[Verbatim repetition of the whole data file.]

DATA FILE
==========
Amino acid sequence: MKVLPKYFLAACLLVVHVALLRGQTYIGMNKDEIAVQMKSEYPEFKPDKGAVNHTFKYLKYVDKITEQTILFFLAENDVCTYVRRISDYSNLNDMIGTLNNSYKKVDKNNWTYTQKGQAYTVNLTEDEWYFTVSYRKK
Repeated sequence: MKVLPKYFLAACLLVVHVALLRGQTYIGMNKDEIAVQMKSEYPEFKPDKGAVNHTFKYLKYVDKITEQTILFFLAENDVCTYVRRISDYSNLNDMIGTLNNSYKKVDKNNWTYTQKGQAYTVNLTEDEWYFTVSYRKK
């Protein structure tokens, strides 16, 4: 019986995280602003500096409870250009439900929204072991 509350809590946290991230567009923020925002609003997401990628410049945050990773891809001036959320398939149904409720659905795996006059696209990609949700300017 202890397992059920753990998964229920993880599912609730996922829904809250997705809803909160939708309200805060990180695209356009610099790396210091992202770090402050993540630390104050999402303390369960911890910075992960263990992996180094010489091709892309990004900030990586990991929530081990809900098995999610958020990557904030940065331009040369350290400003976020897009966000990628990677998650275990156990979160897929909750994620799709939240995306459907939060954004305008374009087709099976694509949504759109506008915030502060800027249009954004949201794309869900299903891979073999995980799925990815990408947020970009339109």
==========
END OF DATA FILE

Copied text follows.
Amino acid sequence: MKVLPKYFLAACLLVVHVALLRGQTYIGMNKDEIAVQMKSEYPEFKPDKGAVNHTFKYLKYVDKITEQTILFFLAENDVCTYVRRISDYSNLNDMIGTLNNSYKKVDKNNWTYTQKGQAYTVNLTEDEWYFTVSYRKK
Repeated sequence: MKVLPKYFLAACLLVVHVALLRGQTYIGMNKDEIAVQMKSEYPEFKPDKGAVNHTFKYLKYVDKITEQTILFFLAENDVCTYVRRISDYSNLNDMIGTLNNSYKKVDKNNWTYTQKGQAYTVNLTEDEWYFTVSYRKK
């Protein structure tokens, strides 16, 4: 019986995280602003500096409870250009439900929204072991 509350809590946290991230567009923020925002609003997401990628410049945050990773891809001036959320398939149904409720659905795996006059696209990609949700300017 202890397992059920753990998964229920993880599912609730996922829904809250997705809803909160939708309200805060990180695209356009610099790396210091992202770090402050993540630390104050999402303390369960911890910075992960263990992996180094010489091709892309990004900030990586990991929530081990809900098995999610958020990557904030940065331009040369350290400003976020897009966000990628990677998650275990156990979160897929909750994620799709939240995306459907939060954004305008374009087709099976694509949504759109506008915030502060800027249009954004949201794309869900299903891979073999995980799925990815990408947020970009339109």